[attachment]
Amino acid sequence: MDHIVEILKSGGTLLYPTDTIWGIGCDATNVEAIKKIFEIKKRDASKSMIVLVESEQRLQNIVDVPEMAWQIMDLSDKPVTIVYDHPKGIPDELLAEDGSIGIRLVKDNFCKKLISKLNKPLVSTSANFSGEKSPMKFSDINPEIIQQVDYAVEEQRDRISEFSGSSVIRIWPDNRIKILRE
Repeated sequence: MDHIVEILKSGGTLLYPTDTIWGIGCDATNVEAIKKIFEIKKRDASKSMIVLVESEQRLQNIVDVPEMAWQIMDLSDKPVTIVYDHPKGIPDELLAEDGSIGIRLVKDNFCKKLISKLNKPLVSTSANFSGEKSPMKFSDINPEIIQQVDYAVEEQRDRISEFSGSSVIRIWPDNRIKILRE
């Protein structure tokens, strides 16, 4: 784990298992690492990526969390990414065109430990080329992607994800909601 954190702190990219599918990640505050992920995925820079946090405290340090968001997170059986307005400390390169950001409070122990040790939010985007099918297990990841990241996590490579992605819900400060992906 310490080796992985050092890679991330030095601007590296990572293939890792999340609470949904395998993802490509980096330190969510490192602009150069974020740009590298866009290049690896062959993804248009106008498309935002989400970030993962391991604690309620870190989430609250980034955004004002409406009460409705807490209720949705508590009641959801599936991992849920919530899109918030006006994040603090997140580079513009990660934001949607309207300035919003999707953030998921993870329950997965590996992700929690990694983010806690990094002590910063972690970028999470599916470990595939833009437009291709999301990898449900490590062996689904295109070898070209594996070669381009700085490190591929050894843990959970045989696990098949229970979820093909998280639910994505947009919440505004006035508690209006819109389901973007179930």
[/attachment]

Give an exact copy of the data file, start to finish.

Amino acid sequence: MDHIVEILKSGGTLLYPTDTIWGIGCDATNVEAIKKIFEIKKRDASKSMIVLVESEQRLQNIVDVPEMAWQIMDLSDKPVTIVYDHPKGIPDELLAEDGSIGIRLVKDNFCKKLISKLNKPLVSTSANFSGEKSPMKFSDINPEIIQQVDYAVEEQRDRISEFSGSSVIRIWPDNRIKILRE
Repeated sequence: MDHIVEILKSGGTLLYPTDTIWGIGCDATNVEAIKKIFEIKKRDASKSMIVLVESEQRLQNIVDVPEMAWQIMDLSDKPVTIVYDHPKGIPDELLAEDGSIGIRLVKDNFCKKLISKLNKPLVSTSANFSGEKSPMKFSDINPEIIQQVDYAVEEQRDRISEFSGSSVIRIWPDNRIKILRE
């Protein structure tokens, strides 16, 4: 784990298992690492990526969390990414065109430990080329992607994800909601 954190702190990219599918990640505050992920995925820079946090405290340090968001997170059986307005400390390169950001409070122990040790939010985007099918297990990841990241996590490579992605819900400060992906 310490080796992985050092890679991330030095601007590296990572293939890792999340609470949904395998993802490509980096330190969510490192602009150069974020740009590298866009290049690896062959993804248009106008498309935002989400970030993962391991604690309620870190989430609250980034955004004002409406009460409705807490209720949705508590009641959801599936991992849920919530899109918030006006994040603090997140580079513009990660934001949607309207300035919003999707953030998921993870329950997965590996992700929690990694983010806690990094002590910063972690970028999470599916470990595939833009437009291709999301990898449900490590062996689904295109070898070209594996070669381009700085490190591929050894843990959970045989696990098949229970979820093909998280639910994505947009919440505004006035508690209006819109389901973007179930």